I failed algebra in high school and later in college. I sailed
through my English, journalism, regular math, history and
other classes, but algebra always haunted me. I didnt
finish my college degree until later in life because I couldnt
pass that darned algebra and it was a state requirement.
For the longest time, I had completed enough college courses
for two bachelors degrees but I lacked that elusive sign of
one lousy accomplishment - the validation that I was educated
- a passing grade in algebra.
A college administrator suggested to me one day that perhaps
I was one of those thousands of people who were not cut out
to understand Algebra, just like some people can never learn
Spanish, even though it is everywhere around them.
The administrator suggested I take a 17-hour state test that
could determine if I had a learning disability in math, specifically
in algebra and geometry. I was both flabbergasted and ashamed.
Me? Disabled in ANYTHING that was intellectual? I was angry,
Still, I agreed to be tested, and after 17 hours of testing
by a shrink, I learned that in deed, I was genetically as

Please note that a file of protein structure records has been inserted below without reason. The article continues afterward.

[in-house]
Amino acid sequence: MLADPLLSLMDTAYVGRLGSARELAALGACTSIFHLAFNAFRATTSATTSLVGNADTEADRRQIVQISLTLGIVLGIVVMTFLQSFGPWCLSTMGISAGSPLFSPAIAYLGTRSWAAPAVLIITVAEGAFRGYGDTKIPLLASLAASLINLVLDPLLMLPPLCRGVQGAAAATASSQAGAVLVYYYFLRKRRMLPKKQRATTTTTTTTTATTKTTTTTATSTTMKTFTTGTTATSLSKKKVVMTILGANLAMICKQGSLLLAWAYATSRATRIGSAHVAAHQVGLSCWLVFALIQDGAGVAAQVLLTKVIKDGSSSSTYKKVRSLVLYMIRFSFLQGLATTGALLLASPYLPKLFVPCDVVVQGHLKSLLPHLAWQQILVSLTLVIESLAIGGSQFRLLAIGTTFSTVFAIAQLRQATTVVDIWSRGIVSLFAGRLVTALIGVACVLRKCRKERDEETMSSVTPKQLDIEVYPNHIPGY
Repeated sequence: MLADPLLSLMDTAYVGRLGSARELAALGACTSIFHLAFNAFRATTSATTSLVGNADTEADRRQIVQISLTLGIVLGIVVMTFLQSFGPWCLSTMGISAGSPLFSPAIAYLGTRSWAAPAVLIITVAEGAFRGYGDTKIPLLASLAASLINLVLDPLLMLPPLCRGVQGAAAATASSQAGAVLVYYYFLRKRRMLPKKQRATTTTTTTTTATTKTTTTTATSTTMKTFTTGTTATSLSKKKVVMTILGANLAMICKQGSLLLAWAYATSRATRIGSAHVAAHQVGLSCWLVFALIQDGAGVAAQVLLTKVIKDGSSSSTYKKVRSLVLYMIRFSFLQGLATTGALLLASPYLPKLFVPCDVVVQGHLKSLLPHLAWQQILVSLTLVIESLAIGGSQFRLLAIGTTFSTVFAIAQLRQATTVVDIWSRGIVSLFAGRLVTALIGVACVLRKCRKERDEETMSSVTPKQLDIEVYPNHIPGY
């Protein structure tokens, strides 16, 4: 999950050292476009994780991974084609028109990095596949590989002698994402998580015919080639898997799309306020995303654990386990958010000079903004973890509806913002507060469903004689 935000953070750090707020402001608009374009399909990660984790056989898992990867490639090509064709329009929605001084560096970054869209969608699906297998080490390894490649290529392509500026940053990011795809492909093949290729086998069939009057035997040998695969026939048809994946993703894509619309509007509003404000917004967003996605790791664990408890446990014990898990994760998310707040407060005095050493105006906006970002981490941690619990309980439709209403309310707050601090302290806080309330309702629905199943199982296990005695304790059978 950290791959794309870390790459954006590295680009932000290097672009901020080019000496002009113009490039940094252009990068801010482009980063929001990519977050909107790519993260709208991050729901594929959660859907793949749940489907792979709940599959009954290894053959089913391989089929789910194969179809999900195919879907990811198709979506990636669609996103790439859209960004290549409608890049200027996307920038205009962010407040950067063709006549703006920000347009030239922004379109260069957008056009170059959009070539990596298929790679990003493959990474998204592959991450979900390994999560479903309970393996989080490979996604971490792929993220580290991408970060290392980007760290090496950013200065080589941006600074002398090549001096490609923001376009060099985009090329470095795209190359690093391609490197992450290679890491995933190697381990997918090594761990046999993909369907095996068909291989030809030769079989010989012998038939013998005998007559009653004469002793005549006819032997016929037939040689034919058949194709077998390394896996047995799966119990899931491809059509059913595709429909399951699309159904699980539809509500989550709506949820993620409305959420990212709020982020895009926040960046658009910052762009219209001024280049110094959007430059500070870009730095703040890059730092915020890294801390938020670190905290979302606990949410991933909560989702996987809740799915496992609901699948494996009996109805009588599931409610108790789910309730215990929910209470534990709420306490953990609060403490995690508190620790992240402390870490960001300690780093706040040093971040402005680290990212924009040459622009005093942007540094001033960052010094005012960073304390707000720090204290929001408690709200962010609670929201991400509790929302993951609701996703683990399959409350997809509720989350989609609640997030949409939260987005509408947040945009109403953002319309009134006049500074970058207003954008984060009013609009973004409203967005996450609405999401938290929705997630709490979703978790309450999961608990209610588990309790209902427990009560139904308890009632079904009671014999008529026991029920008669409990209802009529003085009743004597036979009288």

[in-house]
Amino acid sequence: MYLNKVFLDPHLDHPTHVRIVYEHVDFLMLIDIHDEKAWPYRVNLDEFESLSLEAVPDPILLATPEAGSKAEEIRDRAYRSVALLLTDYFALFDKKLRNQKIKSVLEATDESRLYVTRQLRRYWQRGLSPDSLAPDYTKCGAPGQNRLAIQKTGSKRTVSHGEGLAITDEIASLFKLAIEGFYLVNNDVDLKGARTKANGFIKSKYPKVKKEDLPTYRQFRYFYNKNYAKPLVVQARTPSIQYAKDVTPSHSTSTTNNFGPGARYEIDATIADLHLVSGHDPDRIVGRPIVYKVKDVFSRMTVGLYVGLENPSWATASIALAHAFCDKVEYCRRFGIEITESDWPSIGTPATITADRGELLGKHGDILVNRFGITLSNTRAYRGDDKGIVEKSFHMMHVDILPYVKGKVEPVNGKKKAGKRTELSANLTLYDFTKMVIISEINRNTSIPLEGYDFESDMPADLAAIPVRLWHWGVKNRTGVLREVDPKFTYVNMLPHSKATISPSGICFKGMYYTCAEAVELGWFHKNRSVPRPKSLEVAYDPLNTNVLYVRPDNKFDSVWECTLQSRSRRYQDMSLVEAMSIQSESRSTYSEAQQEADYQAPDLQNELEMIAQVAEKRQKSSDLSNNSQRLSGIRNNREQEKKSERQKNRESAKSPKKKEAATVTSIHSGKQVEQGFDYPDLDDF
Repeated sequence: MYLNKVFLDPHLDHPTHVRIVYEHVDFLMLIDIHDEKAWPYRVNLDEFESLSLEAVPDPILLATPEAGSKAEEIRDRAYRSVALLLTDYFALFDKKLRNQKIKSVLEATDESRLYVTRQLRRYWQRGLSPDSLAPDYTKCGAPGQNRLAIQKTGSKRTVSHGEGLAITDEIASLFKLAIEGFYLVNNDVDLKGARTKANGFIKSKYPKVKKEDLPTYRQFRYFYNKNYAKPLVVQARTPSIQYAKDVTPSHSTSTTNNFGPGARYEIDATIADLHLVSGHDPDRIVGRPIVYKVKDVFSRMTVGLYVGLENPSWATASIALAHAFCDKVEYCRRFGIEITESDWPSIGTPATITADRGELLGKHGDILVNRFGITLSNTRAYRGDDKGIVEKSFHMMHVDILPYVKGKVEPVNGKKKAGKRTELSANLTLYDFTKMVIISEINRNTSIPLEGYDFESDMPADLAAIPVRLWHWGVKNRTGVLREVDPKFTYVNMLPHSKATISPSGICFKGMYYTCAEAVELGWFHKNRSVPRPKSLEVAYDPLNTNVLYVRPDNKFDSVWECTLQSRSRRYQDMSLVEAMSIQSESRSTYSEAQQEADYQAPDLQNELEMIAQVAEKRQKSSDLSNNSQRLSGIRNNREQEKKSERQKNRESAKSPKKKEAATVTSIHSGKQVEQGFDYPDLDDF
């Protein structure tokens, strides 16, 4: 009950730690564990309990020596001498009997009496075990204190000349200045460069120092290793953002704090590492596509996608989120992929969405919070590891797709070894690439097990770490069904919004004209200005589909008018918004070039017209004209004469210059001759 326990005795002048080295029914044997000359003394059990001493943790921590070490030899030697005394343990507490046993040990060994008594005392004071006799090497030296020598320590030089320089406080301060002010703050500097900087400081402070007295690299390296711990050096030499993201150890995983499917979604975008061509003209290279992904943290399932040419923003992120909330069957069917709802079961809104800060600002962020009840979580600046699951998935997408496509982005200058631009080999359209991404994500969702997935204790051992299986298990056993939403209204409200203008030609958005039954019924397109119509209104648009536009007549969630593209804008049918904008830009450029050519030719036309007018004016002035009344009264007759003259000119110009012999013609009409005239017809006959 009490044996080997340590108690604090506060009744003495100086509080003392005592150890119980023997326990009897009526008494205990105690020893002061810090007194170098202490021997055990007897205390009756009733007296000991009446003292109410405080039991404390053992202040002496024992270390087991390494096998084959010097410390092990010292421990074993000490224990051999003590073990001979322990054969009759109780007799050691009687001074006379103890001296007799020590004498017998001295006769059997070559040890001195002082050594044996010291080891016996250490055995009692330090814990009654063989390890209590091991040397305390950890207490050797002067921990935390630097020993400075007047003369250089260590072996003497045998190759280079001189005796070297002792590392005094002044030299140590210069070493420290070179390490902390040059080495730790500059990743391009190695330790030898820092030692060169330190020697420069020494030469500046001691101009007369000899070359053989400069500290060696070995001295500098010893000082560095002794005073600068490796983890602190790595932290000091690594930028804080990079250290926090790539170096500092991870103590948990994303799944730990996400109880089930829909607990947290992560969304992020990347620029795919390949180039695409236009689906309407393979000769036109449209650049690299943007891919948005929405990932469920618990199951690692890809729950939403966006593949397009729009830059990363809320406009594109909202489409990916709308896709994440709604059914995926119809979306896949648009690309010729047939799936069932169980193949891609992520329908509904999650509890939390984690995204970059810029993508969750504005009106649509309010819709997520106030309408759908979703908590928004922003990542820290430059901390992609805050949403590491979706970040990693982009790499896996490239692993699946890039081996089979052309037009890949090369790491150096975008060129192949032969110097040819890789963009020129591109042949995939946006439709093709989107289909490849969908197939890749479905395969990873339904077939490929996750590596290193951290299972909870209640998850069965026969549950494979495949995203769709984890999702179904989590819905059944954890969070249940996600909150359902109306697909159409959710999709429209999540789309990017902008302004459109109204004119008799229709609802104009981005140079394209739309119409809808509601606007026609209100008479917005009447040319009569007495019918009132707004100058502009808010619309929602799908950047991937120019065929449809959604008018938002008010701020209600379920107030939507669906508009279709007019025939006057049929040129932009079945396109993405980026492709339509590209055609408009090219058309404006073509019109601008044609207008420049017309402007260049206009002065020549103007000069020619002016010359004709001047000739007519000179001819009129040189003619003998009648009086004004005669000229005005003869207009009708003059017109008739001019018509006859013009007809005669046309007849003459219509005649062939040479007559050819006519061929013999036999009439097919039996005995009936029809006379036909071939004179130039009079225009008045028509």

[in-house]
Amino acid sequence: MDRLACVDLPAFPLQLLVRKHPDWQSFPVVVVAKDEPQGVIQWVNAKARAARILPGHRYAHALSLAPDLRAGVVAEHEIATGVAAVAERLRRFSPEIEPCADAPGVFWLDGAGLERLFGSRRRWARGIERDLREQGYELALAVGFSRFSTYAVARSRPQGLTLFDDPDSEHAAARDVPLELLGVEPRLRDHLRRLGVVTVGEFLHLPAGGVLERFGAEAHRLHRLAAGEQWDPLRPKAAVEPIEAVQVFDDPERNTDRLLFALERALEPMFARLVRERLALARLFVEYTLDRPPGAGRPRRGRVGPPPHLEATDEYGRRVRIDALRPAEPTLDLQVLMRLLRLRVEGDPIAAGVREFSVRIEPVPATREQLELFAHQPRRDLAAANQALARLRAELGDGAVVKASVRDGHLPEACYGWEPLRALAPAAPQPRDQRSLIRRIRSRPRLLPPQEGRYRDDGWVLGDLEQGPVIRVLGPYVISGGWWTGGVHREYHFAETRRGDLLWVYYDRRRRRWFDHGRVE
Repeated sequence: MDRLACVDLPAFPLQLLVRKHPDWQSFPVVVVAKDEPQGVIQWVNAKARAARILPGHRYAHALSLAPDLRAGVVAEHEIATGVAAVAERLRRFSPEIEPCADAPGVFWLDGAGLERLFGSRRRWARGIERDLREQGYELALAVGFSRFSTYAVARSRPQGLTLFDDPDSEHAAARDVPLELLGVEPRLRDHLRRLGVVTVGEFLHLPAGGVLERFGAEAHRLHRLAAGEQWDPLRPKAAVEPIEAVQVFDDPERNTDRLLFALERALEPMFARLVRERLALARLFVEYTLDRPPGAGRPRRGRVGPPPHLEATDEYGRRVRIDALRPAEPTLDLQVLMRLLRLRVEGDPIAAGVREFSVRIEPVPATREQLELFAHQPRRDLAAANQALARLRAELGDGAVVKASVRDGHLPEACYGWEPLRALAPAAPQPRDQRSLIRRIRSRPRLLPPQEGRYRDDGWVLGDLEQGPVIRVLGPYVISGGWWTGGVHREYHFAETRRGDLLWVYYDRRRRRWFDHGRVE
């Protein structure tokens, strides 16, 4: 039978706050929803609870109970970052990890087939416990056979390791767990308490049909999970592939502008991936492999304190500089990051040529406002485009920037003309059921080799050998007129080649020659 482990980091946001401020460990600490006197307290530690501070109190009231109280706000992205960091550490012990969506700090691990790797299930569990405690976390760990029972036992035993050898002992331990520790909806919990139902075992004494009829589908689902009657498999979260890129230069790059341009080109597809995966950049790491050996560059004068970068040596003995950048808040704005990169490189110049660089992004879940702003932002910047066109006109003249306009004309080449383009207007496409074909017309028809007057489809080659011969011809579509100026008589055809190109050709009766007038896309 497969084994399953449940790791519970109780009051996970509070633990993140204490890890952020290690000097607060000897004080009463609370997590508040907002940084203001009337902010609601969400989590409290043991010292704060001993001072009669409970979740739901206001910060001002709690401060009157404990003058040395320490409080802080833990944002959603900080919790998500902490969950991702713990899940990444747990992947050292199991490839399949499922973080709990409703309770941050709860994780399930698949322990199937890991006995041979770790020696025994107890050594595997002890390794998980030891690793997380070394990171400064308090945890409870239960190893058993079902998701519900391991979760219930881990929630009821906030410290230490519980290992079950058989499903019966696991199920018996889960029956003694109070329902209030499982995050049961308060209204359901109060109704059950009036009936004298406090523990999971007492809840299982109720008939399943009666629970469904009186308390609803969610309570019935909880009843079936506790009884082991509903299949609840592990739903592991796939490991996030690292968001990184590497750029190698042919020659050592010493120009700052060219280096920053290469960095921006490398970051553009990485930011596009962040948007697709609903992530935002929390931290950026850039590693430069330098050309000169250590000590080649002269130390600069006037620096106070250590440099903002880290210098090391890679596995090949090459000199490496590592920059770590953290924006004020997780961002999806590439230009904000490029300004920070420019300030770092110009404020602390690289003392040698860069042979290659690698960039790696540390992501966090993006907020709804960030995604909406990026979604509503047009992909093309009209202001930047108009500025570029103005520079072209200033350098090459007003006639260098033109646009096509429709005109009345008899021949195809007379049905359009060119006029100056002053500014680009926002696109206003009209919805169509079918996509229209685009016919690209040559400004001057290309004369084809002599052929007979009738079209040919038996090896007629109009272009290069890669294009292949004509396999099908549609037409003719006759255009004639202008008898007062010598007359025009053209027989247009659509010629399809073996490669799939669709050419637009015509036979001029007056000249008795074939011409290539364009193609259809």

hopeless in algebra and geometry as I was successful in communication,
comprehension, cognitive skills, etc. I had a real life-long
learning disability in math and no one had caught until now.
It was the whole Left Brain-Right Brain conundrum.
It is a MAJOR issue in schools today and yet, I dont
see reporters doing any analysis of the damage these mandatory
exit exams can do to our high school kids. Perhaps because
journalists are creative Right Brainers, we lack the wherewithal
to ask these tough questions of our educational administrators.
The kids deserve better.
Do journalists even know the differences between Left Brain
and Right Brain thinking? Left Brainers are logical, sequential,
rational, analytical, objective, and they look at parts. Right
Brainers are more random, intuitive, holistic, synthesizing,
subjective, and they trend to look at the whole picture.
I know the words objective and subjective
may be in the wrong description categories for some journalists,
since were all supposed to be objective. The reality